Red tape hits dentists’ morale

Growing bureaucracy is destroying the morale of high street dentists – and could be driving experienced practitioners to retire early or leave the NHS, the British Dental Association (BDA) warns.

According to BDA research, excessive administration is the primary factor behind a downturn in dentists’ confidence.

The BDA fears that could be driving many experienced practitioners to consider early retirement.

Nearly half of all high street dentists are reporting that their morale has fallen during the past 12 months, with a third reporting in a BDA survey that their morale is now either low or very low.

More than 60% of those surveyed said that growing administration was to blame for the decline in morale.

Rising expenses and continuing problems with the 2006 dental contract, including a lack of time to provide preventive care to patients, were also cited as major factors in the declining confidence of the profession.

More than 10% of dentists aged 55 and over are already leaving the NHS each year.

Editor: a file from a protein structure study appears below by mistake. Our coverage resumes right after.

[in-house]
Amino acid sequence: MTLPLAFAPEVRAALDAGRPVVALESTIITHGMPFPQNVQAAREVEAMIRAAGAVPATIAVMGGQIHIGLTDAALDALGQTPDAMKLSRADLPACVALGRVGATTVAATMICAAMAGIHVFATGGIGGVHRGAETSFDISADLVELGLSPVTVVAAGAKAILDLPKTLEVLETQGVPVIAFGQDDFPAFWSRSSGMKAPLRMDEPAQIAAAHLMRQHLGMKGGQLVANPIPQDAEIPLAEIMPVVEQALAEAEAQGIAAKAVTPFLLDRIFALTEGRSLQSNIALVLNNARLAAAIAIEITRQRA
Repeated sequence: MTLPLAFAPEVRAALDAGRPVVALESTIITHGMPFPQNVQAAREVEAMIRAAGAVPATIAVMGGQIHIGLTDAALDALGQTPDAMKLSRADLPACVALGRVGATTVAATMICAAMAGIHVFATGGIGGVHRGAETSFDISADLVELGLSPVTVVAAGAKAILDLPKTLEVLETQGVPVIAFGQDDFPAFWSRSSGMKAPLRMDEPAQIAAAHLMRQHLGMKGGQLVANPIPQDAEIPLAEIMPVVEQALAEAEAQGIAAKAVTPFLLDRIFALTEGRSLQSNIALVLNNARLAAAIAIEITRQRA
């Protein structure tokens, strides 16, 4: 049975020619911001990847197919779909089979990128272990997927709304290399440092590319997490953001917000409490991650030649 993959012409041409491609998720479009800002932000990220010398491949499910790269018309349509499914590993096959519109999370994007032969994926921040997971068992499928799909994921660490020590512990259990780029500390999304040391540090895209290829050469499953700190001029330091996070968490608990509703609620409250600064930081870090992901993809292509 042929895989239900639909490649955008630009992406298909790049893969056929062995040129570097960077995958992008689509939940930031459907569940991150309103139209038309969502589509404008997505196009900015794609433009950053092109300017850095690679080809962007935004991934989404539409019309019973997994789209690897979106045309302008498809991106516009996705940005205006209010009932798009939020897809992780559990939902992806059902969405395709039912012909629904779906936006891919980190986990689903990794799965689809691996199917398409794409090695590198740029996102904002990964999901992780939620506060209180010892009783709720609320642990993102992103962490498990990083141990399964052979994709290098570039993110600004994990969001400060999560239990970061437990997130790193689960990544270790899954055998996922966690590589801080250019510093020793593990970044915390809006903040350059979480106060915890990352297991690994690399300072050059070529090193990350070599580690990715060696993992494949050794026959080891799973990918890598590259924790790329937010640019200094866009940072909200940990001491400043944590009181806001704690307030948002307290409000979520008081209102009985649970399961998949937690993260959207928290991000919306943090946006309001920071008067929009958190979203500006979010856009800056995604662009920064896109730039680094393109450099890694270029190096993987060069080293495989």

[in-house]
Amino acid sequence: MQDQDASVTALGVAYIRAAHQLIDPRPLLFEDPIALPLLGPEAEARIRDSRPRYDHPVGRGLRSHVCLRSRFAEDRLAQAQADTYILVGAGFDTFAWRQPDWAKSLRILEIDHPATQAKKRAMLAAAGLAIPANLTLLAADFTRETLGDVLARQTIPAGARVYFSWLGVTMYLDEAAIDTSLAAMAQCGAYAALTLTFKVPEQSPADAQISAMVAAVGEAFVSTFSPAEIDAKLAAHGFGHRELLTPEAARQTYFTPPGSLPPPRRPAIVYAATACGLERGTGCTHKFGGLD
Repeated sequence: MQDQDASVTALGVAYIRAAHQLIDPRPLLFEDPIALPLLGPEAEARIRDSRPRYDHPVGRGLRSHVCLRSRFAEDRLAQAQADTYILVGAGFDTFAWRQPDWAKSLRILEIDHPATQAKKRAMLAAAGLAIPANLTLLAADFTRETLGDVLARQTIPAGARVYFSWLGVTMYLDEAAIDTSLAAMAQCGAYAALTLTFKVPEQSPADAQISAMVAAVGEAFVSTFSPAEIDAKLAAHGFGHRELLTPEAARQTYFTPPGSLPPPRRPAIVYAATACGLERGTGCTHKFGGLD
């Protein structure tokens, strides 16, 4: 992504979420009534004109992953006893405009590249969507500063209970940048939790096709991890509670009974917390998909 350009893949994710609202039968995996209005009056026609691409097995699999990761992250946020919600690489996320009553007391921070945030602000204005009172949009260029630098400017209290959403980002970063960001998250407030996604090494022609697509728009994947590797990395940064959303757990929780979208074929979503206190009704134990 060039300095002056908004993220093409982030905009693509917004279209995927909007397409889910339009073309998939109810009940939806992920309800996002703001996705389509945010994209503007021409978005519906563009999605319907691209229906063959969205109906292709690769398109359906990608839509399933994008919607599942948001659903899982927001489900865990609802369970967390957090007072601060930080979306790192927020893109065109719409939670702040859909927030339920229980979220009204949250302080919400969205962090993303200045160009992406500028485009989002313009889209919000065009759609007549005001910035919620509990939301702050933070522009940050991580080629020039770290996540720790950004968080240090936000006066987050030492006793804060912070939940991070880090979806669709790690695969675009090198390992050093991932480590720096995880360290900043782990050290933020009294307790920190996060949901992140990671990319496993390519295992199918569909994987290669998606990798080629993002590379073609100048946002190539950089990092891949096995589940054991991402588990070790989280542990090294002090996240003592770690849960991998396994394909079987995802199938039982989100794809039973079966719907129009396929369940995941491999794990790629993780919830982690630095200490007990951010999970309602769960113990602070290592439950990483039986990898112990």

The BDA is concerned that adding a further layer of bureaucracy which comes into force in 2011, the registration of dental practices with the Care Quality Commission, could exacerbate the problems that are already being seen and drive many dentists to retire early.

This would be a serious concern both because it could affect patients’ ability to access dental care and because it would deprive dentistry of a generation of highly experienced dentists.

John Milne, Chair of the BDA’s general dental practice committee, said: ‘Morale amongst family dentists in England is becoming a real problem. My fear is that many of our most experienced practitioners, the dentists that families have relied on for generations, could feel so wrapped up in red tape that they simply choose to walk away. That would be a disaster.

‘The Government is taking steps to address the problematic contract that was introduced in 2006 and we are looking forward to an announcement of how new arrangements will be developed. But it’s also clear that red tape is becoming a major issue, with CQC registration a real concern for dentists. If the new contract is to be a success the Government must look at this carefully, untangle the red tape and free dentists to do what they are trained for: care for patients.”

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